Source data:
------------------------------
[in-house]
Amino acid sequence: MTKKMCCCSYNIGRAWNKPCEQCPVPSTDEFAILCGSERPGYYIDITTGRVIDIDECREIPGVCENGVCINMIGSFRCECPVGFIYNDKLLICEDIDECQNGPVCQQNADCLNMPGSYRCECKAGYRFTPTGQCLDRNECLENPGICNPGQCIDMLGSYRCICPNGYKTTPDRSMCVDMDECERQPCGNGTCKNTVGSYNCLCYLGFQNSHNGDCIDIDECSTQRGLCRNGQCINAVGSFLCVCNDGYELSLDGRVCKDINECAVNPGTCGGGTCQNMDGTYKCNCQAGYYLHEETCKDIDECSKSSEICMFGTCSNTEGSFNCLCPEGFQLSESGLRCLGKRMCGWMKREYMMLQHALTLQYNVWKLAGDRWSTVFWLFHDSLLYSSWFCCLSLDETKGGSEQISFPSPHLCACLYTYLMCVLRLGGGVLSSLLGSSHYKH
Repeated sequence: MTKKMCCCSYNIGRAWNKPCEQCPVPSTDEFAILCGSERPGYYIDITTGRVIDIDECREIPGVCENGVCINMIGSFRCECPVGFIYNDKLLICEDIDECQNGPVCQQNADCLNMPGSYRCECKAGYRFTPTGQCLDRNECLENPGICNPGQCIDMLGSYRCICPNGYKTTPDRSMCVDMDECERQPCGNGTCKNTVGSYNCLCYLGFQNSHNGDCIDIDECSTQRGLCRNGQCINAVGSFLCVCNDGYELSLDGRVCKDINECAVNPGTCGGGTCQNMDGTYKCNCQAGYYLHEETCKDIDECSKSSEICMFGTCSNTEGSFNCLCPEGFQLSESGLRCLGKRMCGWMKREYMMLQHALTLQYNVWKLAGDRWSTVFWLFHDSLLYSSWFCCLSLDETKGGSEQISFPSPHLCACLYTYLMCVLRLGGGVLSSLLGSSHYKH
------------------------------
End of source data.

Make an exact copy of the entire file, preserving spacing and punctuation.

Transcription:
[in-house]
Amino acid sequence: MTKKMCCCSYNIGRAWNKPCEQCPVPSTDEFAILCGSERPGYYIDITTGRVIDIDECREIPGVCENGVCINMIGSFRCECPVGFIYNDKLLICEDIDECQNGPVCQQNADCLNMPGSYRCECKAGYRFTPTGQCLDRNECLENPGICNPGQCIDMLGSYRCICPNGYKTTPDRSMCVDMDECERQPCGNGTCKNTVGSYNCLCYLGFQNSHNGDCIDIDECSTQRGLCRNGQCINAVGSFLCVCNDGYELSLDGRVCKDINECAVNPGTCGGGTCQNMDGTYKCNCQAGYYLHEETCKDIDECSKSSEICMFGTCSNTEGSFNCLCPEGFQLSESGLRCLGKRMCGWMKREYMMLQHALTLQYNVWKLAGDRWSTVFWLFHDSLLYSSWFCCLSLDETKGGSEQISFPSPHLCACLYTYLMCVLRLGGGVLSSLLGSSHYKH
Repeated sequence: MTKKMCCCSYNIGRAWNKPCEQCPVPSTDEFAILCGSERPGYYIDITTGRVIDIDECREIPGVCENGVCINMIGSFRCECPVGFIYNDKLLICEDIDECQNGPVCQQNADCLNMPGSYRCECKAGYRFTPTGQCLDRNECLENPGICNPGQCIDMLGSYRCICPNGYKTTPDRSMCVDMDECERQPCGNGTCKNTVGSYNCLCYLGFQNSHNGDCIDIDECSTQRGLCRNGQCINAVGSFLCVCNDGYELSLDGRVCKDINECAVNPGTCGGGTCQNMDGTYKCNCQAGYYLHEETCKDIDECSKSSEICMFGTCSNTEGSFNCLCPEGFQLSESGLRCLGKRMCGWMKREYMMLQHALTLQYNVWKLAGDRWSTVFWLFHDSLLYSSWFCCLSLDETKGGSEQISFPSPHLCACLYTYLMCVLRLGGGVLSSLLGSSHYKH